“By the pleasures of the imagination, I mean only such pleasures as arise originally from sight.” When it is said, “I mean only such pleasures,” it may be remarked, that the adverb only is not properly placed. It is not intended here to qualify the word mean, but such pleasures ; and therefore should have been placed in as close connexion as possible, with the word which it limits or qualifies. The style becomes more clear and neat, when the words are arranged thus : "By the pleasures of the imagination, I mean such pleasures only as arise from sight."

In the following sentence, the word more is not in its proper place. “ There is not perhaps, any real beauty or deformity more in one piece of matter than another." The phrase ought to have stood thus : “ Beauty or deformity in one piece of matter, more than in another."

2. In the position of circumstances, and of particular members.

The following passage, taken from Blackstone's Commentary on the laws of England, exhibits a number of depending circumstances distinctly and advantageously arranged. He is writing concerning the origin of civil power. " This is what


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is meant by the original contract of society, which, though it has, perhaps, in no instance, ever been formally expressed at the first institution of a state, yet, in nature and reason, should always be understood, in every act of associating together.” In this instance, the original contract of society, is the principal idea, and appears, with propriety, as the first and leading part of the sentence: “ This is what is meant by the original contract of society.”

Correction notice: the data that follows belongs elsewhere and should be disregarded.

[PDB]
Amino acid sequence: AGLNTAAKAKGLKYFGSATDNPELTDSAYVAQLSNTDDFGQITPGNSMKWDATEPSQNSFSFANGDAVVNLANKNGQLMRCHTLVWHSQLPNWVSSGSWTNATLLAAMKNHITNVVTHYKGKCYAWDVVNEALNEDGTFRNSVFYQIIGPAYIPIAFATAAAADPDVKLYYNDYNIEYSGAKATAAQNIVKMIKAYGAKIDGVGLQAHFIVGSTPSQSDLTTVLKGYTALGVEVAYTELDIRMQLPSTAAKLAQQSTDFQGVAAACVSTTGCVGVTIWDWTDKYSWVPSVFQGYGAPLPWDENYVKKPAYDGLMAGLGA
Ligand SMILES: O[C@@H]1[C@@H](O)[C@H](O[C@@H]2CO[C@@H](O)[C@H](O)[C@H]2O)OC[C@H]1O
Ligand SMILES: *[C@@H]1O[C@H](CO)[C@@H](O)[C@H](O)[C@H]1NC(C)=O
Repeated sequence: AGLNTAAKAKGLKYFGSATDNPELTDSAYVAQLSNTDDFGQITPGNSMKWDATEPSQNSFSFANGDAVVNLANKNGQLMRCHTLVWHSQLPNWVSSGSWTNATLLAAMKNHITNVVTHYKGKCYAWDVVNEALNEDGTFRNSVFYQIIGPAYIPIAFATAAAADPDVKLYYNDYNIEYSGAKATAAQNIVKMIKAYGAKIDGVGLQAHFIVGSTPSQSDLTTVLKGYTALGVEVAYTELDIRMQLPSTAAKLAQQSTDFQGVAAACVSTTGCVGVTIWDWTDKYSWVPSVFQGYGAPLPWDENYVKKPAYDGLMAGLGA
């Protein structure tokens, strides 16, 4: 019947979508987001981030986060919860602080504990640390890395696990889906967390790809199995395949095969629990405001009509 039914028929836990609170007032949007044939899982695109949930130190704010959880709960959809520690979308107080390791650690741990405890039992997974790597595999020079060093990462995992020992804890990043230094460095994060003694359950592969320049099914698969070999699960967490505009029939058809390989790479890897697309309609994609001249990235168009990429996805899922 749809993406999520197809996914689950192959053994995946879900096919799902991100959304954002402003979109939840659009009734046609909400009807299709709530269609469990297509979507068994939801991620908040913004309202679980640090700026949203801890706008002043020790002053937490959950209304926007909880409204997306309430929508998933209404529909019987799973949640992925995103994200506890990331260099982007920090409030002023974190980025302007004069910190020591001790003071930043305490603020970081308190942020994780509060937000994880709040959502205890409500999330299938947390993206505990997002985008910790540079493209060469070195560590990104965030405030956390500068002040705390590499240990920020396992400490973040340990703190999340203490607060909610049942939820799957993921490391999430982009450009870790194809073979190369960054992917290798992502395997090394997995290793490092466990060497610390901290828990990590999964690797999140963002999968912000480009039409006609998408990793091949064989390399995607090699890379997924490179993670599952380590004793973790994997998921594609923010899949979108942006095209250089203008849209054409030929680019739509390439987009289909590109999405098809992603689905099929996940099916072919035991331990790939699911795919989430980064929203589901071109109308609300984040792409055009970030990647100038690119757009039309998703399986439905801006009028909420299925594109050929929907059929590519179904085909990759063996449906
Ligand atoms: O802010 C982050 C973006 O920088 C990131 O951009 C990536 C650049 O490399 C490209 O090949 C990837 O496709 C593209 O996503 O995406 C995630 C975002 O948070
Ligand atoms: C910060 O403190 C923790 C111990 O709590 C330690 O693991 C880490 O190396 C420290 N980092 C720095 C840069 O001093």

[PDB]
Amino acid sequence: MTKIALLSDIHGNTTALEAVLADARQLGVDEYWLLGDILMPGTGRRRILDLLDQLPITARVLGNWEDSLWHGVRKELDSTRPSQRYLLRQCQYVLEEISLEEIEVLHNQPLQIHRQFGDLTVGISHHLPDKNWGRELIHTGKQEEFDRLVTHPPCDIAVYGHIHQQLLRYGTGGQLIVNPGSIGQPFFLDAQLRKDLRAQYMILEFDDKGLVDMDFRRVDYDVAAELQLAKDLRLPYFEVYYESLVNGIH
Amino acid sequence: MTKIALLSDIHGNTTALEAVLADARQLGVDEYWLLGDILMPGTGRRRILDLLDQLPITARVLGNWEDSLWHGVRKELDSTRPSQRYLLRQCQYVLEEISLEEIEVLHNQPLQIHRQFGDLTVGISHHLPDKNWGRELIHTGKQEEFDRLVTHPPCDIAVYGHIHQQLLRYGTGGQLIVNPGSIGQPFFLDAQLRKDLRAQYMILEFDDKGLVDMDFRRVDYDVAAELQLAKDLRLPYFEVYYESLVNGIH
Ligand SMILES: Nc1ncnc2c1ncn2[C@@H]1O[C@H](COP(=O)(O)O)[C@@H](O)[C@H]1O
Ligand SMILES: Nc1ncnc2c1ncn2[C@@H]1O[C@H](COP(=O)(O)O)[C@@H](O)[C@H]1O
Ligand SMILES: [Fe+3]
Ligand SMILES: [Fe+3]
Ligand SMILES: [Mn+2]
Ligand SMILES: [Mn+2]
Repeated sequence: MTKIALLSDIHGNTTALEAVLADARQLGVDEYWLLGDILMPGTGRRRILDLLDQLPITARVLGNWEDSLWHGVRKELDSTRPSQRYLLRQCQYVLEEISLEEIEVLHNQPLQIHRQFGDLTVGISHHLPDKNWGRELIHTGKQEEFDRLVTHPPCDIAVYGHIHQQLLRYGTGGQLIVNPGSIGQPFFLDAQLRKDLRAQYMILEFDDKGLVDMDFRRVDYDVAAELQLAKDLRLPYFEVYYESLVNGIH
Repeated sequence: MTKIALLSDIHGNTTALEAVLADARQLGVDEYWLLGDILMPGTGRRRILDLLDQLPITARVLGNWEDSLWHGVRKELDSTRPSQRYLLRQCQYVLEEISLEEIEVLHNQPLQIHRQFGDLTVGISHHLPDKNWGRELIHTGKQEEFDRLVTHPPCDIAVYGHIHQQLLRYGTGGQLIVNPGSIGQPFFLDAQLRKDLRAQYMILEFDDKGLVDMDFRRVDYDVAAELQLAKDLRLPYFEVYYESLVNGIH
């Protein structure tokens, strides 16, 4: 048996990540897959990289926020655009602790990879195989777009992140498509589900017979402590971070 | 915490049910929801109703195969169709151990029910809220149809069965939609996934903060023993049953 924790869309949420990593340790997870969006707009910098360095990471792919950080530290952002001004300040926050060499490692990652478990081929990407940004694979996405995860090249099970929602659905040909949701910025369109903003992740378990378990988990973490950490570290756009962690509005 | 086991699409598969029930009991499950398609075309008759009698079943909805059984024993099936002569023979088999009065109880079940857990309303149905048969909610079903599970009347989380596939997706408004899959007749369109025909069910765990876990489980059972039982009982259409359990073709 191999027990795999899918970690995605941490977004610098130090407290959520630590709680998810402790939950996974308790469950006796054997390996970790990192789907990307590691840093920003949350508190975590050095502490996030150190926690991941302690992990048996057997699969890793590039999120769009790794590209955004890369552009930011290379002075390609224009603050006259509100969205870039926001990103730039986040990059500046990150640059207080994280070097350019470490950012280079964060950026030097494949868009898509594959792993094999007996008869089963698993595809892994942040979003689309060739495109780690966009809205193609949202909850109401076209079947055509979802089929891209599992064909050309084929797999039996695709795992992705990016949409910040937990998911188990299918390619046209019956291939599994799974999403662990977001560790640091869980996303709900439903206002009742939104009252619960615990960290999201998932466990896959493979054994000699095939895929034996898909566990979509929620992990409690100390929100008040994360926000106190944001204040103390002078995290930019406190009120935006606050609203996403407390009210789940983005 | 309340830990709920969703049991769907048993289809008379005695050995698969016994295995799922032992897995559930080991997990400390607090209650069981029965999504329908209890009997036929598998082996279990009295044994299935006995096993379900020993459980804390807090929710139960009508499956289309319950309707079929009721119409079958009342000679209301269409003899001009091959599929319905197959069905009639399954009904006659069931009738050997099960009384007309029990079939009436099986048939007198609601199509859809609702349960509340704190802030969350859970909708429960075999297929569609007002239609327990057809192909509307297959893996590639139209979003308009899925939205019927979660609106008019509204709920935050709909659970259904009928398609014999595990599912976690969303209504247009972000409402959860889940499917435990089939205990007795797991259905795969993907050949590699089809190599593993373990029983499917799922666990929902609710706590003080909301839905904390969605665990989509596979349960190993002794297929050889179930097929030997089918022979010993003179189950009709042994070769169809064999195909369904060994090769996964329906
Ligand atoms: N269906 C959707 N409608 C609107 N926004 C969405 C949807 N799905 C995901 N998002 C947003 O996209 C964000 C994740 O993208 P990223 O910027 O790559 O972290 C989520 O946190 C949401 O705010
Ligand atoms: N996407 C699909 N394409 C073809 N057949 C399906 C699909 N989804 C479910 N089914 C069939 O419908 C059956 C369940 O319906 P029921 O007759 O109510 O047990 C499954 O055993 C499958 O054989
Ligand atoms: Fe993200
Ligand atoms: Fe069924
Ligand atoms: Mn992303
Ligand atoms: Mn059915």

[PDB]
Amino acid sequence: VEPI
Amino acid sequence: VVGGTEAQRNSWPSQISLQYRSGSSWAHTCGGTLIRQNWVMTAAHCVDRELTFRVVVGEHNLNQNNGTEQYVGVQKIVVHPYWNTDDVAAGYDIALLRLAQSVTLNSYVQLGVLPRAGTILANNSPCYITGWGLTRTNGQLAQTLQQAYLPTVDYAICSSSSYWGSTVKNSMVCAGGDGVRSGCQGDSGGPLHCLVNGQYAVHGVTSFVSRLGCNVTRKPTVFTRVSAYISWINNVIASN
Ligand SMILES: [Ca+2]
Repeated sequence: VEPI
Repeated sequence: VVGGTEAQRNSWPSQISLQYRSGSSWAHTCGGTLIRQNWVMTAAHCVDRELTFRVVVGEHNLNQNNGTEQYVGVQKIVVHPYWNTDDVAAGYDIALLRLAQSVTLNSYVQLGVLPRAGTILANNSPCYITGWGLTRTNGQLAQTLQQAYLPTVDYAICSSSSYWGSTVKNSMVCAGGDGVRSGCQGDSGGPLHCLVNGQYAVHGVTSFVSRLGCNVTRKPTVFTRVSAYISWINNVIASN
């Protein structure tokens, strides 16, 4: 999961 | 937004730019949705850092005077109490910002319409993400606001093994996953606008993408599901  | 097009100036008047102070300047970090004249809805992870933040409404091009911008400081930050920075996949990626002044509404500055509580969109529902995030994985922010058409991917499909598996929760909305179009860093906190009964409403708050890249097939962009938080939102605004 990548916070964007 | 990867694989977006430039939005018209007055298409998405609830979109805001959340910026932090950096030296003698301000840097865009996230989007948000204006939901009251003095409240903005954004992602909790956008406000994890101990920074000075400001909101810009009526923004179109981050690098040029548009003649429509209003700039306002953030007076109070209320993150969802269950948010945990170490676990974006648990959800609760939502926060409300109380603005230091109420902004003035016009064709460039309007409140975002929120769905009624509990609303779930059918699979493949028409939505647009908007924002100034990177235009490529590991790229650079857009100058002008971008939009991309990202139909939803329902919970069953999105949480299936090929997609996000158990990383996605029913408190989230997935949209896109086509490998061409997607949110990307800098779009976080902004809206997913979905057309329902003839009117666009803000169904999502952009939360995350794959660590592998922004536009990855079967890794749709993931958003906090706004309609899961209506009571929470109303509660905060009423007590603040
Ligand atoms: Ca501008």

The action or verb "expres

' . sed," is limited by two circumstances, namely, “in no instance,” and “at the first institution of a state.” The former of these circumstances is placed before the verb, and the latter after it, in a manner perfectly analogous to the position of two adverbs attending on the same verb; viz. "which contract, though perhaps it has, in no instance, been formally expressed, at the first institution of a state.” The second verb or action of the sentence, namely, “understood,” is attended also by two circumstances, viz. “in nature and in reason," and, “in every act of associating together;" which circumstances are arranged in the same manner, and upon the same principle, as those in the former part of the sentence, namely, one before, and the other after, the action; thus: “yet, in nature and in reason, should always be understood, in every act of associating together."

An author, in his dissertation on parties, thus obscurely and irregularly expresses himself: “Are these designs which any man, who is born a Briton, in any circumstances, in any situation, ought to be ashamed or afraid to avow ?" Here we are left at a loss, whether these words, “in any circumstances, in any situation,” are connected with “a man born a Briton, in